by emma last modified Aug 07, 2018 11:48 AM

40 Years of Music

by emma last modified Aug 07, 2018 11:48 AM
40 Years of Music

Trinity was known as an alternative space for punk and reggae culture in the 70s and 80s

March 1976 - the final hymn rings around the almost vacant pews of Holy Trinity. A praise song and a funeral rite calling time on a church once described as 'the cathedral of the East'. The music that followed could not have been more different.

Eek a Mouse play Trinity Hall in the 1980's

In January 1977 the Church commissioners approved the sale of the deconsecrated building to the Bristol Caribbean Community Enterprise Group.

The association's aim was not to create a music venue, but Trinity became widely associated with music partly because the emergent punk and reggae scenes had outgrown venues such as Horley Road, Docklands Settlement, Locarno. the Bamboo club & the Britannia Road pub.

Sound clash nights were a major draw for black youth in Bristol and further afield, as sounds systems competed to be the dominant 'the Champion' sound. Similarly, punk bands such as the X-Certs could pull in crowds numbering in the 100s.

Regular alternatives were few - punks were unwelcome at many city centre venues where the dress code conformed to the disco aesthetic. The second generation of black Britons also felt excluded from the night club mainstream, as one former Trinity regular explained; "we still didn't really have a lot of access to white clubs. Y'know...its probably it was racism and the fact that the black community was kinda young in Bristol."

Encouraged by Trinity's manager Roy De Freitas, Mark Simpson - a promoter with a key eye and ear for emerging bands - helped to put Trinity on the map.

Memorable sound clash nights included Tarzan and Quaker City. According to one account; "they mash up that night."

Known for his distinctive scatting style and prison style dress Eek-a-Mouse (pictured right, courtesy of Beezer) was one of many reggae legends to grace Trinity's stage.

New Order flyer (note the £2 entry fee!)

Bristol's major punk bands the aforementioned X-Certs, Art Objects, Blue Wave, Vice Squad, Crass were almost resident in the space. As a testament to it's reputation for live music, Trinity hosted Bristol's first Festival of Punk in 1981.

Ska and two-tone bands such as The Specials - with their characteristic fusion of rock and reggae - drew in a mixed audience, at a time when this was relatively rare. The musical subcultures inhabiting Trinity rarely met on the same night, although many punk bands inspired by the Clash shared the band's anti-racist stance.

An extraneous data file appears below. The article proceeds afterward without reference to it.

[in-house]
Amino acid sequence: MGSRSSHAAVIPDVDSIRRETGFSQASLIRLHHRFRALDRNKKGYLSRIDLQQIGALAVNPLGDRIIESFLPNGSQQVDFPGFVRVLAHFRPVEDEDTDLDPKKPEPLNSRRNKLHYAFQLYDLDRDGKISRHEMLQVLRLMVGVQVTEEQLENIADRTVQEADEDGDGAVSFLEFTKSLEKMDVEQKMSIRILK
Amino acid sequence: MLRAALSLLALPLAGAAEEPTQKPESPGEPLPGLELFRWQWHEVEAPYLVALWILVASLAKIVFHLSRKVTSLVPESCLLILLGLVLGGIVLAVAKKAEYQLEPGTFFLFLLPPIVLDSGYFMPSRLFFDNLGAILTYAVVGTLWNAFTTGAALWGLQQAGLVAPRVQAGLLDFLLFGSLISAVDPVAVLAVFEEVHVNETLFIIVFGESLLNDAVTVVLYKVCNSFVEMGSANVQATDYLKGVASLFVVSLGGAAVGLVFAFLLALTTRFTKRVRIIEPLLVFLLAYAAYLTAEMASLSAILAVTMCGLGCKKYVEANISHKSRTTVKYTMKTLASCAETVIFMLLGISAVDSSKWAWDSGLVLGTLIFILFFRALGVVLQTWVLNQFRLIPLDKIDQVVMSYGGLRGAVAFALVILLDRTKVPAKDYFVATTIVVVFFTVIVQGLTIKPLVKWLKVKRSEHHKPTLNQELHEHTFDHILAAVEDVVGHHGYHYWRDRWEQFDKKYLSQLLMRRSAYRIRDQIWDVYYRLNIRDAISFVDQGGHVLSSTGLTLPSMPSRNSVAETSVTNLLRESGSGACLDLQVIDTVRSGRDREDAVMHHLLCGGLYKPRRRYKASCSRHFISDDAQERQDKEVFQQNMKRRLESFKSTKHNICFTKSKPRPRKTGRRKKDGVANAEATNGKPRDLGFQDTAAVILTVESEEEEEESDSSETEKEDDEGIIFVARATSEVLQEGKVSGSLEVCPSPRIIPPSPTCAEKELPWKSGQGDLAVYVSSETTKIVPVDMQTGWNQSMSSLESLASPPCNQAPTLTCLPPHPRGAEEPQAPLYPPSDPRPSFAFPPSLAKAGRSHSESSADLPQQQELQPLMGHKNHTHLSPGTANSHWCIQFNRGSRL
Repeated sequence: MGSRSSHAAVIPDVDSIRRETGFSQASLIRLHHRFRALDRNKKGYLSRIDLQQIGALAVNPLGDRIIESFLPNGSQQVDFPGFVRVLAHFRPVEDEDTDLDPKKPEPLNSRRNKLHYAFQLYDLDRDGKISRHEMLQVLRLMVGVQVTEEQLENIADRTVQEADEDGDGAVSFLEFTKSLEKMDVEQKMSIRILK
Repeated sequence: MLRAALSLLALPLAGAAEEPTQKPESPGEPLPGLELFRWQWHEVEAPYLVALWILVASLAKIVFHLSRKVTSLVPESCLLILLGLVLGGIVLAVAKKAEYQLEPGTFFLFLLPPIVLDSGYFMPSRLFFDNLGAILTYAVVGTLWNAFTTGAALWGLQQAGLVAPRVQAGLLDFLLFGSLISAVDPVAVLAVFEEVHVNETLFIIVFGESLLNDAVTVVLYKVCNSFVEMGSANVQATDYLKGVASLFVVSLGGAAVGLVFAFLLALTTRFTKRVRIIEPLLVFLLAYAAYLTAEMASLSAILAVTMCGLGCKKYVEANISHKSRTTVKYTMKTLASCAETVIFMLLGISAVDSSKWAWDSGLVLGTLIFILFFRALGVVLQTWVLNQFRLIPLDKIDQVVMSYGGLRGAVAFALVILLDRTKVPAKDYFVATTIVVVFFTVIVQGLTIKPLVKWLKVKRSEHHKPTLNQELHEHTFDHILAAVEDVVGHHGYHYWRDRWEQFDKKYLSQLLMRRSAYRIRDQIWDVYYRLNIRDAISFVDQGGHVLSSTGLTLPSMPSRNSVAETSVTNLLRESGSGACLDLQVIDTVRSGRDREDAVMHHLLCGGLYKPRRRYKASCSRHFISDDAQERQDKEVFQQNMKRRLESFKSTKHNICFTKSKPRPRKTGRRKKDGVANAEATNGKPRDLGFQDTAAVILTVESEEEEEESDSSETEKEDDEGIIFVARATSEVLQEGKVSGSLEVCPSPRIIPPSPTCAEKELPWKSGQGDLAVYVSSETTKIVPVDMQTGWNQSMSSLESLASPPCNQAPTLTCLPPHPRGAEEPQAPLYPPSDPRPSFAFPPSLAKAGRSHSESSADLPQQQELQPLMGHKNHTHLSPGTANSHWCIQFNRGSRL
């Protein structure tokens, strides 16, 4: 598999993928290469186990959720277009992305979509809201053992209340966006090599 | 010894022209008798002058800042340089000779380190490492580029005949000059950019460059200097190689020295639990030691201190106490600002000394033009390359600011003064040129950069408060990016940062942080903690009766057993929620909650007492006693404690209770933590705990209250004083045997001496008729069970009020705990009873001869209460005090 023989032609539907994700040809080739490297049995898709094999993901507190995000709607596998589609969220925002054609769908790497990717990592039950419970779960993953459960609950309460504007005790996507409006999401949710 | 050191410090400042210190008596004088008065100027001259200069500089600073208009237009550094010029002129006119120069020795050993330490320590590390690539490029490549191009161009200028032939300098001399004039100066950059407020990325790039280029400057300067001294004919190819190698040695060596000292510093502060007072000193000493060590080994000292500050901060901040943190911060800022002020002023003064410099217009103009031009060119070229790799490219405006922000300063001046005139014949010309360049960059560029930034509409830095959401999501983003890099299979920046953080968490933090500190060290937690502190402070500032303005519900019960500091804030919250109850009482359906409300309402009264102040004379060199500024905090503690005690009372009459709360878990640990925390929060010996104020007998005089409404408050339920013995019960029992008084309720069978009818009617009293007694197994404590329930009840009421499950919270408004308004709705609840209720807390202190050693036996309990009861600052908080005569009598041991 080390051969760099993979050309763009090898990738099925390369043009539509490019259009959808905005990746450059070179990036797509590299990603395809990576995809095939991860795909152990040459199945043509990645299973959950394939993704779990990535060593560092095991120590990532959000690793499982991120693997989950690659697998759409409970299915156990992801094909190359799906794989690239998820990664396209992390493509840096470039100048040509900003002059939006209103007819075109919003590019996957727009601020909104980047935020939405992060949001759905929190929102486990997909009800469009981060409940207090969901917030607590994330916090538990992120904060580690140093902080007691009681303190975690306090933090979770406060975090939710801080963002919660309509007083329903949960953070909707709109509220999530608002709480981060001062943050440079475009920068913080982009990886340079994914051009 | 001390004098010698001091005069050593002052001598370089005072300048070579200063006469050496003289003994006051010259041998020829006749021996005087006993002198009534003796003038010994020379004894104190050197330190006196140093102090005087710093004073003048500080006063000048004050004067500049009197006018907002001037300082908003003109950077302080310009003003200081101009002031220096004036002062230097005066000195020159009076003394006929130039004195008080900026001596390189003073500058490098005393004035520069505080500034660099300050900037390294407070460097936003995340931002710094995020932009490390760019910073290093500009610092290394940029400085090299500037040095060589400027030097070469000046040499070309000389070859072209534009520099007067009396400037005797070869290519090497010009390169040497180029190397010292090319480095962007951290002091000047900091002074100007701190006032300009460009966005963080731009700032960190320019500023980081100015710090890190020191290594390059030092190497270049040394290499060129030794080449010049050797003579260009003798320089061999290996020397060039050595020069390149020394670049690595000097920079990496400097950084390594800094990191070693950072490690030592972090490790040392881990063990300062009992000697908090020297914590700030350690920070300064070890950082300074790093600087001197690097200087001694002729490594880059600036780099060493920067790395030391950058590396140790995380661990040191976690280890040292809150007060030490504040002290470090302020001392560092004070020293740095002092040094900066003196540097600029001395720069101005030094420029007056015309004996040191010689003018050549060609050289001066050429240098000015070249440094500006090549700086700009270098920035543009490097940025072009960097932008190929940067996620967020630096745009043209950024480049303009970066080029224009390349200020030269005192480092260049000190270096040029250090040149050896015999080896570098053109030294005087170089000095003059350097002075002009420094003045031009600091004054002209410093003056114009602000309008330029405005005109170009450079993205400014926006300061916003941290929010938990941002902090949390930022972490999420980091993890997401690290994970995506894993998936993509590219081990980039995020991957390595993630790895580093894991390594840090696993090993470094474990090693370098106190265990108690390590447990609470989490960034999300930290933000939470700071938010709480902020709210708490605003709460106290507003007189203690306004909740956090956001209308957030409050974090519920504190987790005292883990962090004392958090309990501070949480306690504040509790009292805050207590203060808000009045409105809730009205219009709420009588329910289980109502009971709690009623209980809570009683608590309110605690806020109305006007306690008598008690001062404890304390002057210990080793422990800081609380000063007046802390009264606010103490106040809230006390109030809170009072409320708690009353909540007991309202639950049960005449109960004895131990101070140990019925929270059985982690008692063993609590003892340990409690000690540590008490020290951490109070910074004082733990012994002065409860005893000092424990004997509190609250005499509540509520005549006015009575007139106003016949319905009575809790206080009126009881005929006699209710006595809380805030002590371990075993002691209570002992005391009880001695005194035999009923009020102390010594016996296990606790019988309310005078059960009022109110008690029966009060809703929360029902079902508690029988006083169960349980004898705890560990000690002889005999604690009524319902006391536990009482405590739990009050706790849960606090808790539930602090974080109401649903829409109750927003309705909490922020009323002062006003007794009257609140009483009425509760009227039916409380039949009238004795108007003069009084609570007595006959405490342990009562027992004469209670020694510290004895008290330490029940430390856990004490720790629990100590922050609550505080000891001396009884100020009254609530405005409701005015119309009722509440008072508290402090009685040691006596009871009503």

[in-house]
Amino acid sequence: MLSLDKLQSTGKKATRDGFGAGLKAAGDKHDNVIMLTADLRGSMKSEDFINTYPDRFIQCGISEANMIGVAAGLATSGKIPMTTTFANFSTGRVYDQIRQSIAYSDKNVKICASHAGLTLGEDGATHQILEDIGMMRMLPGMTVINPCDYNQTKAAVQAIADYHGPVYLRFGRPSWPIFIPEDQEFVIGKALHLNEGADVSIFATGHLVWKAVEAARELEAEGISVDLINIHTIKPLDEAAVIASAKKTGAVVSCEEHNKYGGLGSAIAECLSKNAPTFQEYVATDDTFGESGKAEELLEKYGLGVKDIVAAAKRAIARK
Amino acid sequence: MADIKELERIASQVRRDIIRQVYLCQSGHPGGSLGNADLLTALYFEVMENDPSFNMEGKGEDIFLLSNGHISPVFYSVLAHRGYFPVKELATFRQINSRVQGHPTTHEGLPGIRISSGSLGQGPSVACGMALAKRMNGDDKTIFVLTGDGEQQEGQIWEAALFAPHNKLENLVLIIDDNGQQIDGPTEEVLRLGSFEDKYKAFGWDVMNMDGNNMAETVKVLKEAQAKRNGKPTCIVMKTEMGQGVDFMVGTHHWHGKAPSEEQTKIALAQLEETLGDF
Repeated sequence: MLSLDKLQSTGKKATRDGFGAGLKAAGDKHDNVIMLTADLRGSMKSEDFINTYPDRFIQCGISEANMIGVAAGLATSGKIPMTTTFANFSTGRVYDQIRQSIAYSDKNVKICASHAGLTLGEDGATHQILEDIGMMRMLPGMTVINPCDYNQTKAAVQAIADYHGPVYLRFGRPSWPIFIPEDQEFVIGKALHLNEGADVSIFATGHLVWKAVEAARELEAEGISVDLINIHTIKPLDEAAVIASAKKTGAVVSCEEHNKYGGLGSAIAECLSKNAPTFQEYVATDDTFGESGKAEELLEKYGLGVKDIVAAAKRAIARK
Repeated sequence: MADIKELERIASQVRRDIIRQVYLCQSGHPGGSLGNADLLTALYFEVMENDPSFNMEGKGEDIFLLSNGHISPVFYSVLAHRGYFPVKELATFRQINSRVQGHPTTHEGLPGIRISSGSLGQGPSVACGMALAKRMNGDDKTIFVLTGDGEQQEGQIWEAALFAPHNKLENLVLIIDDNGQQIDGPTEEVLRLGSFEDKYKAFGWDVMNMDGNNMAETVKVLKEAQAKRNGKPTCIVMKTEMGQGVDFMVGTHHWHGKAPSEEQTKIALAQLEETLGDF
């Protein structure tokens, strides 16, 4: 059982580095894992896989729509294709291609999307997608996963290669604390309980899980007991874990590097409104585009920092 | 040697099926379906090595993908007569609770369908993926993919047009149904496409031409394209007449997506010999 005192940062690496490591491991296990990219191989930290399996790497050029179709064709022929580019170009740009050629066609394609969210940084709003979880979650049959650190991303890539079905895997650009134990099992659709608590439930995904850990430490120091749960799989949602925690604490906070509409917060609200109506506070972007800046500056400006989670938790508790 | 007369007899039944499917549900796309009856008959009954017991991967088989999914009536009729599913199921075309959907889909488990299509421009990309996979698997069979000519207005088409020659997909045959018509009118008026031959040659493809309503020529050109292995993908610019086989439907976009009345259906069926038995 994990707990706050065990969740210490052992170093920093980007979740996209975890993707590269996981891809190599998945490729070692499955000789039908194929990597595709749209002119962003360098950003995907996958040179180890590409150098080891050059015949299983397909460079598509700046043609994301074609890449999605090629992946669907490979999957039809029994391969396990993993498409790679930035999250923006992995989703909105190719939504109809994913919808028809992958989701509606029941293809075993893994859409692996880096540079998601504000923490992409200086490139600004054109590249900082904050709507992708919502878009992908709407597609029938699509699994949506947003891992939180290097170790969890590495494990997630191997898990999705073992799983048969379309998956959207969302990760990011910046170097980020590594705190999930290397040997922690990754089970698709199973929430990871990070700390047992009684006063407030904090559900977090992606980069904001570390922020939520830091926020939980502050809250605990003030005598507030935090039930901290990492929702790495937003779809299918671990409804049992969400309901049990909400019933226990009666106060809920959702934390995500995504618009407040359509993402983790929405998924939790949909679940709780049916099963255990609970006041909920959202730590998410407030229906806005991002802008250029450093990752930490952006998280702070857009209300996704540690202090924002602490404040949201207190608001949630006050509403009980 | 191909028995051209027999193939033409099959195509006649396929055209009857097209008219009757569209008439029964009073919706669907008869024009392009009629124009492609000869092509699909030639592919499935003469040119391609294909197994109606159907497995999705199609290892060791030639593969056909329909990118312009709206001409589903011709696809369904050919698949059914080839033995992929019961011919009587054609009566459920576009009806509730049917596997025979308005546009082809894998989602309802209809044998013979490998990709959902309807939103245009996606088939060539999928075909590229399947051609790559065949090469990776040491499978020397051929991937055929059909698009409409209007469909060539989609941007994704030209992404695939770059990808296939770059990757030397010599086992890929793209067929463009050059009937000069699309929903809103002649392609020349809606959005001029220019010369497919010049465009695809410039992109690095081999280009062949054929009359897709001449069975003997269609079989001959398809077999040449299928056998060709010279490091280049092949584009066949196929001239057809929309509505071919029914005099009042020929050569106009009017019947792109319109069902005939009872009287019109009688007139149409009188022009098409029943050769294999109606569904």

Rock against Racism (RAR) 1978 was, "the first time you had like reggae bands playing with punk bands." The concert featured for the first time, reggae bands Misty n Roots and Reality on the same line up with the X-Certs. Events such as these were important brokers for cultural dialogue in a city that was deeply divided along lines of race and class.

Rock Against Racism was one aspect of a broader left wing culture that permeated Trinity. In politically divided times the left was united its opposition to Thatcherism and the conflicts her government engendered.

In keeping with Trinity's left wing credential's, the socialist influenced rock group the Redskins played a gig in support of the nationwide miners strike on the 21st December 1984 to a Trinity crowd of 500. Punk DJ Bear Hackenbush remembered that striking miners marching via Bristol on their way to London, slept at Trinity overnight.

Trinity's importance as a venue for a particular kind of music and culture was part of a wider membership of the general DIY culture of the Bristol art and music scene. So much so that it was a regular venue for the Ashton Court fund-raiser. Typically the fund-raiser attracted local and touring bands of varying profiles.

In hindsight a 1980 gig was particularly memorable for a little known but much feted band, U2 which graced the stage. Post rock Bristol stalwarts recalled feeling rather underwhelmed by the performance of the young pretenders. As one member suggested; "You didn't think you were looking at a group that was gonna be the biggest group in the world in a year."

New Order was another cult band that graced Trinity's stage during its first incarnation as a music venue. Sadly the night became even more marked by the death soon after of its iconic lead singer Ian Curtis.

With its appeal to local and national profile bands Trinity's star was in the ascendancy. But its success masked cracks that were appearing behind the scenes.

Fundraiser flyer - with the Stingrays on the lineup

In June 1982 highly respected promoter Mark Simpson left acrimoniously owing to a dispute with the organisation. Manager Michael De Freitas also fell out with the management and resigned in 1983.

But it was the cost of repairs which ultimately caused Trinity's demise. Shoddy building work by local contractors left the organisation with debts of over £100,000 to various creditors. Trinity was forced into receivership in 1984. Ownership of the building transferred to Midland Bank the following year. The curtains closed on a much loved Bristol venue but not, as it transpired, for long…


If you want to amend, argue with, or add to the story of Trinity in this and later period contact Dr Edson Burton on

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